Why Milk is White ?

In this publication, Why is Milk White? You can find the answer to your question.
Why Is Milk White ?


In this publication, Why is Milk White? You can find the answer to your question.

How is the typical color of milk formed? A closer look at the components provides the answers.

Almost ninety percent of milk is water. The fat content of cow's milk is between three and six percent, depending on the breed and diet of the cow. If you buy them in the supermarket, the natural fat content is often reduced. Other ingredients are lactose and proteins, including casein, which can be converted into cheese. Milk also contains very small amounts of various other substances such as magnesium, calcium or enzymes.

The many substances in milk make it a so-called polydisperse system. The dispersion consists of a medium (water in the case of milk) and other substances dispersed in the medium. However, milk is often referred to as an emulsion, i.e. a mixture of two liquids, not a dispersion. Because the oil floats in the surrounding water as small droplets. Immediately after milking, this emulsion is very unstable. The oil quickly settles and rises, forming a layer of cream on the surface.

Therefore, before going on sale, the milk is homogenized: the liquid is sprayed through fine nozzles onto a metal plate and breaks up the oil droplets to almost the same size. Droplets with a diameter of just a few hundred nanometers disperse better in milk. Among other things, emulsifiers, which are part of the natural components of milk, prevent them from flowing back together. They consist of molecules with a water- and fat-soluble part. They surround the droplets and separate the oil from the surrounding water.

When light falls on a liquid, some of it is reflected from the surface and the rest penetrates. Because of the many oil droplets and other substances floating in the milk, the light is highly scattered. Therefore, the milk is cloudy. Scientists call this type of scattering, which also occurs in other emulsions and dispersions, the Tyndall effect. On the other hand, if you add other substances such as salt to the water, the liquid will remain clear. Because salt ions are much smaller than the components of milk and are more evenly distributed in water. This creates a solution in which light is hardly dispersed.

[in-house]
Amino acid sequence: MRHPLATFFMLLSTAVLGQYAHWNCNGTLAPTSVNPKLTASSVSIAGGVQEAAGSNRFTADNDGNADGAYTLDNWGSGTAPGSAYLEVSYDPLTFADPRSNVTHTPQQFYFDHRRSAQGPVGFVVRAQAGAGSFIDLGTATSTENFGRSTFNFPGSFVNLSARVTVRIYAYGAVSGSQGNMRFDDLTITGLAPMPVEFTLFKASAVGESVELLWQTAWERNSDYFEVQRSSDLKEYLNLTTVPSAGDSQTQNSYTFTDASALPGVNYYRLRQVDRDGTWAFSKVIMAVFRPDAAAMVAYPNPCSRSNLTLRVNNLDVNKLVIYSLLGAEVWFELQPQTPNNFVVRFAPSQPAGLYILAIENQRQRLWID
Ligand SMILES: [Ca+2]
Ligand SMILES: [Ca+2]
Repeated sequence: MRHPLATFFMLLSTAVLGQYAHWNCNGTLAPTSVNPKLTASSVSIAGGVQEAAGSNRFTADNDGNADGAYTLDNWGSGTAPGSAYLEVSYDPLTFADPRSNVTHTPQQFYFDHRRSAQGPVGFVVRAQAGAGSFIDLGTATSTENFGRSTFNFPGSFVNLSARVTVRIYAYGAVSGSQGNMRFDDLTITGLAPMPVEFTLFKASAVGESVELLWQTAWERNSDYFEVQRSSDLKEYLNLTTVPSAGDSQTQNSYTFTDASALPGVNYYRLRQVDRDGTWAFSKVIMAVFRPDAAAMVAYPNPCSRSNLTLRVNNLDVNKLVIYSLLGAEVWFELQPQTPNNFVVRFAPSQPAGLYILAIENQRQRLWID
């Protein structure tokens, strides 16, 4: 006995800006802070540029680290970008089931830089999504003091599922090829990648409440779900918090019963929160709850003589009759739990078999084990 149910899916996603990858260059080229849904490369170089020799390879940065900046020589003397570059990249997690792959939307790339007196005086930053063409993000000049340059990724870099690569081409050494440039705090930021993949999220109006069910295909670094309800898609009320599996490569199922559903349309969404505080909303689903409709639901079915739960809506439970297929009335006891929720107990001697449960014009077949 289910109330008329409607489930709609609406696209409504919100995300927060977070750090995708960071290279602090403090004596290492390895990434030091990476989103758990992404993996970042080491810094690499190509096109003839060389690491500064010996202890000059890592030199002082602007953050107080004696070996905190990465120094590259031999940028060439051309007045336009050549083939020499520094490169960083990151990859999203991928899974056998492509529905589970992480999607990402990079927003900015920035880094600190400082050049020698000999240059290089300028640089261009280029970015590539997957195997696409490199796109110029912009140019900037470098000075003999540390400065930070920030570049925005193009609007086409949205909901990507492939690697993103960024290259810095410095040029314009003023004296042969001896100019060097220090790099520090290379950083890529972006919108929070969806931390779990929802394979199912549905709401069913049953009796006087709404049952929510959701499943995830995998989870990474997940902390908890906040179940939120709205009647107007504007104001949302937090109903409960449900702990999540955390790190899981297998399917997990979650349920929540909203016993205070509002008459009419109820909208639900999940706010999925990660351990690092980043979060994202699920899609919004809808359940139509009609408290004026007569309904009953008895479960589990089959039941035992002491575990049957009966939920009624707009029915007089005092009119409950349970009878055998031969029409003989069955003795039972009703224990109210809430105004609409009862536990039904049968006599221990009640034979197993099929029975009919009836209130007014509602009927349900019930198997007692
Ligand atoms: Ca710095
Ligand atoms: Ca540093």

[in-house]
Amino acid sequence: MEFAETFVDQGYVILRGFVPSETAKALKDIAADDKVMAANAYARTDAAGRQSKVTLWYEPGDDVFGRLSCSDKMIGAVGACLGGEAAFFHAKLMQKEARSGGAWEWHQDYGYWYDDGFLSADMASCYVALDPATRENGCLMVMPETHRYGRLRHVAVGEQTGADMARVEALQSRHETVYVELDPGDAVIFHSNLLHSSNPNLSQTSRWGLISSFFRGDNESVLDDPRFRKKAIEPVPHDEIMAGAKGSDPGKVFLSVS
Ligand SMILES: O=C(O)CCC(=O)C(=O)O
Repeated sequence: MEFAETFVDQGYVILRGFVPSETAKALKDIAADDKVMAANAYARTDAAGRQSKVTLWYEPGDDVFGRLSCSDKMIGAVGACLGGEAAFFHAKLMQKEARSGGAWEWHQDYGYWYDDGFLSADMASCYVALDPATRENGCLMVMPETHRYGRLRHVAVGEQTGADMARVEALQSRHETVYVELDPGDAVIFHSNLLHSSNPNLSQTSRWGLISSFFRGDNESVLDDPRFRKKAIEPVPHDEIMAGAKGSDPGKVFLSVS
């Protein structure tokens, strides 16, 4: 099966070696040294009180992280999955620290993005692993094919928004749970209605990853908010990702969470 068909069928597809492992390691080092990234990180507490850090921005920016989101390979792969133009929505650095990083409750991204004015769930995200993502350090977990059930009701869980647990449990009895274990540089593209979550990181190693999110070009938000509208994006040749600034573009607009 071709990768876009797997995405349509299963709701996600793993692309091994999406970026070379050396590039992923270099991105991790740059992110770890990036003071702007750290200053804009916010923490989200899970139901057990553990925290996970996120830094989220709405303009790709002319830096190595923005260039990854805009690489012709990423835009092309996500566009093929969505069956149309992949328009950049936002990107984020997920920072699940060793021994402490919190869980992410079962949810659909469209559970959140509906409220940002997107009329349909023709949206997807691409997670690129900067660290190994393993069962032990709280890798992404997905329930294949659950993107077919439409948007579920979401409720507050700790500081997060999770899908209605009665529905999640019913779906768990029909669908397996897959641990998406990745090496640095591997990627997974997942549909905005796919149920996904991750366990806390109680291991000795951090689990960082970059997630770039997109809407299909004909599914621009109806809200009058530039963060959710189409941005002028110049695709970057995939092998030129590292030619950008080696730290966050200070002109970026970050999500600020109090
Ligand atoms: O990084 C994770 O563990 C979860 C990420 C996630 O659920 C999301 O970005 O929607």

Milk appears white to us because the oil droplets in it scatter all wavelengths of visible light countless times. And because sunlight or, for example, light from an incandescent lamp covers the entire visible color spectrum, from red to yellow, green and blue to violet, these colors mix and the impression of white is formed.

An interesting effect is created by pouring a few drops of milk into a tall glass of water, holding a flashlight from above. If you look at the glass from the side of the flashlight beam you will see a bluish glow, if you look down the mixture looks reddish. The reason: the light that fell completely through the glass and re-emerged at the end followed a further path than the light reflected from the side.

Blue, short-wave components scatter more in the longer path than long-wave, red components. Therefore, the blue color appears in the center of the glass, while the red light can penetrate most of the liquid. Air molecules scatter light similarly, so in the morning or evening when the sun's rays are sideways in the atmosphere, the sky appears red. However, so much substance floats in undiluted milk that the effect is canceled by frequent refraction of light.

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